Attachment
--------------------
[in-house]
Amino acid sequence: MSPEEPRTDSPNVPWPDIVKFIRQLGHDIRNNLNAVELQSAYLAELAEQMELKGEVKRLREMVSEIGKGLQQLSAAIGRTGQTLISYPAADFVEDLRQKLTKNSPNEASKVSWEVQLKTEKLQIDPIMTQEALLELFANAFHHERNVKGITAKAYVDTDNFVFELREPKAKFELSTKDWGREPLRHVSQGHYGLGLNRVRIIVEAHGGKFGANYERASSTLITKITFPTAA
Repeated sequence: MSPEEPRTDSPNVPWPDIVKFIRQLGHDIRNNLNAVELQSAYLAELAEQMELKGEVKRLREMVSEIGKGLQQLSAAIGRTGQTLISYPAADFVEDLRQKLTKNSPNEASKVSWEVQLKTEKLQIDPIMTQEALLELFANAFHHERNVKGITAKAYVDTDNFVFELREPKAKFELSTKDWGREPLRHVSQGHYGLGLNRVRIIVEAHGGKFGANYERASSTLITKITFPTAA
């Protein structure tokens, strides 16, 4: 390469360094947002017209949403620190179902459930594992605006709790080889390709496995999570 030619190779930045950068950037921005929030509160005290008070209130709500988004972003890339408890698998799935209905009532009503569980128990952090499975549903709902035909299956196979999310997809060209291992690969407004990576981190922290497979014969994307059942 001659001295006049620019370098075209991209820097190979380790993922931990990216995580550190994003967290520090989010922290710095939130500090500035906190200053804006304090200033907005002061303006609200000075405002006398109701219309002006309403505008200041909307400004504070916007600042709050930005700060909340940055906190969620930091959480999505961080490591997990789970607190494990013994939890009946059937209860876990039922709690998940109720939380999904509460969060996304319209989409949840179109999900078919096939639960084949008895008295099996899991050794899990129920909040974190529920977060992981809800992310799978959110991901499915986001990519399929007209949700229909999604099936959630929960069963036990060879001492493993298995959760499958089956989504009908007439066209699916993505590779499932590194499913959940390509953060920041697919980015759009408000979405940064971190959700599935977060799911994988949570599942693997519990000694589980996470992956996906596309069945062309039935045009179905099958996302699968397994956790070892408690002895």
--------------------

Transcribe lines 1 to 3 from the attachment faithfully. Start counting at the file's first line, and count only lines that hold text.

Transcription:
[in-house]
Amino acid sequence: MSPEEPRTDSPNVPWPDIVKFIRQLGHDIRNNLNAVELQSAYLAELAEQMELKGEVKRLREMVSEIGKGLQQLSAAIGRTGQTLISYPAADFVEDLRQKLTKNSPNEASKVSWEVQLKTEKLQIDPIMTQEALLELFANAFHHERNVKGITAKAYVDTDNFVFELREPKAKFELSTKDWGREPLRHVSQGHYGLGLNRVRIIVEAHGGKFGANYERASSTLITKITFPTAA
Repeated sequence: MSPEEPRTDSPNVPWPDIVKFIRQLGHDIRNNLNAVELQSAYLAELAEQMELKGEVKRLREMVSEIGKGLQQLSAAIGRTGQTLISYPAADFVEDLRQKLTKNSPNEASKVSWEVQLKTEKLQIDPIMTQEALLELFANAFHHERNVKGITAKAYVDTDNFVFELREPKAKFELSTKDWGREPLRHVSQGHYGLGLNRVRIIVEAHGGKFGANYERASSTLITKITFPTAA